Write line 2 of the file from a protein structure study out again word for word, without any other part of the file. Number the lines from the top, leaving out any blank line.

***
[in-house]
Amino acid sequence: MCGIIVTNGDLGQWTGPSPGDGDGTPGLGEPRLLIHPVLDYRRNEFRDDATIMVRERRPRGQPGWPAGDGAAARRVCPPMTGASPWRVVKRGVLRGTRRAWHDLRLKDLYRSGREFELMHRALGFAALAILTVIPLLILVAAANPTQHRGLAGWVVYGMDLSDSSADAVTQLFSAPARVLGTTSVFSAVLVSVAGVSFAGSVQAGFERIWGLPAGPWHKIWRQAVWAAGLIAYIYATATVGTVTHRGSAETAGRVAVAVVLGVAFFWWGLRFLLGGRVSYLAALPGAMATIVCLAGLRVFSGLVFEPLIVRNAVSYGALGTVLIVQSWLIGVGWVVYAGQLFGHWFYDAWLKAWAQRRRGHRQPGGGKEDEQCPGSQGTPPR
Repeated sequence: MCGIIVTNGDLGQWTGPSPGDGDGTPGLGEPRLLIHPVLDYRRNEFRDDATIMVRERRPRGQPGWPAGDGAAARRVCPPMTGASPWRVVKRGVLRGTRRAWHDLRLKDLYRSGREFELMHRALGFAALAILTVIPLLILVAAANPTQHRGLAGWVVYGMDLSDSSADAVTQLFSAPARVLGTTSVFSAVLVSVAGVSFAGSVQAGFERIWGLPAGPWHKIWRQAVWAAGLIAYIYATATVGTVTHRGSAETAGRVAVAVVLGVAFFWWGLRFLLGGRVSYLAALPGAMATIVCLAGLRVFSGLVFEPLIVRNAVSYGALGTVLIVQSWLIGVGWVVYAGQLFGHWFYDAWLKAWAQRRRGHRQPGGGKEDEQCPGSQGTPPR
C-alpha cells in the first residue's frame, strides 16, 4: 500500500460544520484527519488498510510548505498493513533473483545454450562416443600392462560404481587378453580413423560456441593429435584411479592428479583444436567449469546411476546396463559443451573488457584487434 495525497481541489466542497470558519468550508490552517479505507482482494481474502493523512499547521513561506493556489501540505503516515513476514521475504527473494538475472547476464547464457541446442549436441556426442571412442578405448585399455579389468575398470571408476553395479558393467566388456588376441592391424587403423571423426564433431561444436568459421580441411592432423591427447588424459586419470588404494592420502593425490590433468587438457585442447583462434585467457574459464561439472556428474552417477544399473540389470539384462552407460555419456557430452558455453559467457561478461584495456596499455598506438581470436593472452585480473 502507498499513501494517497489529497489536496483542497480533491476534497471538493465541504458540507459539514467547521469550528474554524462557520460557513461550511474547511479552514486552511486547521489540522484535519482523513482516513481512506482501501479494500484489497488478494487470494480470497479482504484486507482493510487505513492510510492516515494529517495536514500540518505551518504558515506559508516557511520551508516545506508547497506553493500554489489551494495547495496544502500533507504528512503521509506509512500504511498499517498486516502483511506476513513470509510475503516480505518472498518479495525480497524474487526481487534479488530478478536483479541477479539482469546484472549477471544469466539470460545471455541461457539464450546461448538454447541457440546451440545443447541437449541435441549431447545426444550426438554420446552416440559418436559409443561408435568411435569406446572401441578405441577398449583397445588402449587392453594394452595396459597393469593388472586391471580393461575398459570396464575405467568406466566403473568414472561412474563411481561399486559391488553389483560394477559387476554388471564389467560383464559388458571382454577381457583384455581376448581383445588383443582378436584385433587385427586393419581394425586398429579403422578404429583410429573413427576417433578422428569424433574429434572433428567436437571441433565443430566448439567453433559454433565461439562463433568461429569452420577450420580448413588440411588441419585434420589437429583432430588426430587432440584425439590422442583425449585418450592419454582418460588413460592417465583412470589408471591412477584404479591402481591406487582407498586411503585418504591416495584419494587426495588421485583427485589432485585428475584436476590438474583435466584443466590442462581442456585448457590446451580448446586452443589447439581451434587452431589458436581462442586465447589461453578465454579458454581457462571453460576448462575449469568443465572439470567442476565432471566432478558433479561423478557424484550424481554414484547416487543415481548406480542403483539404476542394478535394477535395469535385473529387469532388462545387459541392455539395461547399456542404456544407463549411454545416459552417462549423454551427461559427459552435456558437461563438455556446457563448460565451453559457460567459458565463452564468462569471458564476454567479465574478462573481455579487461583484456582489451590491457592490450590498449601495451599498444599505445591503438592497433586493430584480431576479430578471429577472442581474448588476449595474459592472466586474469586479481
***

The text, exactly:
Amino acid sequence: MCGIIVTNGDLGQWTGPSPGDGDGTPGLGEPRLLIHPVLDYRRNEFRDDATIMVRERRPRGQPGWPAGDGAAARRVCPPMTGASPWRVVKRGVLRGTRRAWHDLRLKDLYRSGREFELMHRALGFAALAILTVIPLLILVAAANPTQHRGLAGWVVYGMDLSDSSADAVTQLFSAPARVLGTTSVFSAVLVSVAGVSFAGSVQAGFERIWGLPAGPWHKIWRQAVWAAGLIAYIYATATVGTVTHRGSAETAGRVAVAVVLGVAFFWWGLRFLLGGRVSYLAALPGAMATIVCLAGLRVFSGLVFEPLIVRNAVSYGALGTVLIVQSWLIGVGWVVYAGQLFGHWFYDAWLKAWAQRRRGHRQPGGGKEDEQCPGSQGTPPR